A Boonah beekeeper is describing honeybees as “quite remarkable” after it was revealed researches had trained them to detect positive samples of coronavirus in Europe.
Dutch researchers have trained bees - which have an unusually keen sense of smell - to identify COVID-19 in a finding they say could cut waiting times for test results to just seconds.
To train the bees, scientists at Wageningen University gave them sugary water as a reward after showing them samples infected with COVID-19.
They would get no reward after being shown a non-infected sample.
Jo Martin, who lives in Boonah and is secretary of the Queensland Beekeeper Association, has told River949's Marnie and Campo this isn’t the first study of its kind.
“Many years ago there was information on the US defence department doing tests on honey bees being able to identify explosives,” Ms Martin says.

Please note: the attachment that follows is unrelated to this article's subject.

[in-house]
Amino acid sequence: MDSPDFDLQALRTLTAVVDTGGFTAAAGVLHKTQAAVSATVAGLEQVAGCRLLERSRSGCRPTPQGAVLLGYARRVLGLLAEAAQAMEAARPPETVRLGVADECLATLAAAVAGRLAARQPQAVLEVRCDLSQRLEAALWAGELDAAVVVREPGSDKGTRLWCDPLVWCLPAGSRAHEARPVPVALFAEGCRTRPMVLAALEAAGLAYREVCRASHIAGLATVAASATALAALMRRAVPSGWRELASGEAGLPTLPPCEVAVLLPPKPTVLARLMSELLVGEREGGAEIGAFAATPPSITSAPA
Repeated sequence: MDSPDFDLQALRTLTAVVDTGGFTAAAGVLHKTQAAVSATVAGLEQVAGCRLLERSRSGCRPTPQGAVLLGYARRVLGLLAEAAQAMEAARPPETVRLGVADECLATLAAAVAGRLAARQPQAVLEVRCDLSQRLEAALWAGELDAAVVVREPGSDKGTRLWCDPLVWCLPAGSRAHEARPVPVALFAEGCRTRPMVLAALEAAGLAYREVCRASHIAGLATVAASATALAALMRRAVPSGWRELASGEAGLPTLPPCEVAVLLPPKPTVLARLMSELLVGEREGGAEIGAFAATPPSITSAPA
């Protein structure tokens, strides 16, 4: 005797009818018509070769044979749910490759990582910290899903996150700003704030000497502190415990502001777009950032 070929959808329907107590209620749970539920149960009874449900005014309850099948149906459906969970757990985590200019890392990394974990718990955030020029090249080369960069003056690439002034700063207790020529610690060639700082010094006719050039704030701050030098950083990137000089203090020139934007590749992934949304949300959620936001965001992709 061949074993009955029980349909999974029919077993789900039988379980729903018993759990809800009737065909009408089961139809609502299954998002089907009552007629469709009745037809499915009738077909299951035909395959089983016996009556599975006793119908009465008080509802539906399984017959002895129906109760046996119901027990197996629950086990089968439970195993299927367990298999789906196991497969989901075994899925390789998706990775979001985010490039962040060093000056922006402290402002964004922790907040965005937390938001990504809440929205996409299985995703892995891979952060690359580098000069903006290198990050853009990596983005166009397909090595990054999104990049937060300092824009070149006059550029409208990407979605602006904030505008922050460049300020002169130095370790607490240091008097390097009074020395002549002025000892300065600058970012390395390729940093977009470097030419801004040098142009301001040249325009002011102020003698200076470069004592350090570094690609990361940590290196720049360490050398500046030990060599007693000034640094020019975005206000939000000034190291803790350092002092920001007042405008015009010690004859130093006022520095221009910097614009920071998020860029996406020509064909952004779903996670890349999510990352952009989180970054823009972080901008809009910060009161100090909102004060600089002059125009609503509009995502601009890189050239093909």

Ms Martin does warn that it is probably best not to rely on bees to detect the COVID virus but instead rely on traditional methods.
But she says what the study does show honeybees’ incredible sense of smell and eyesight, as well as how important their existence is to the world.
“This particular study is highlighting the popularity of honeybees.
“People are really starting to appreciate it is not just about honey production but that they are complimentary to our way of life.”
The Queensland Beekeeper Association has had 5,000 new beekeeper registrations in the past three years.
It is holding an open day for anyone interested in learning how to be a backyard beekeeper, on June 5, at Beenleigh State High School.
LISTEN: Ms Martin, of Boonah, talks to Marnie and Campo about bees’ incredible sense of smell
[Photo: Biosecurity Queensland]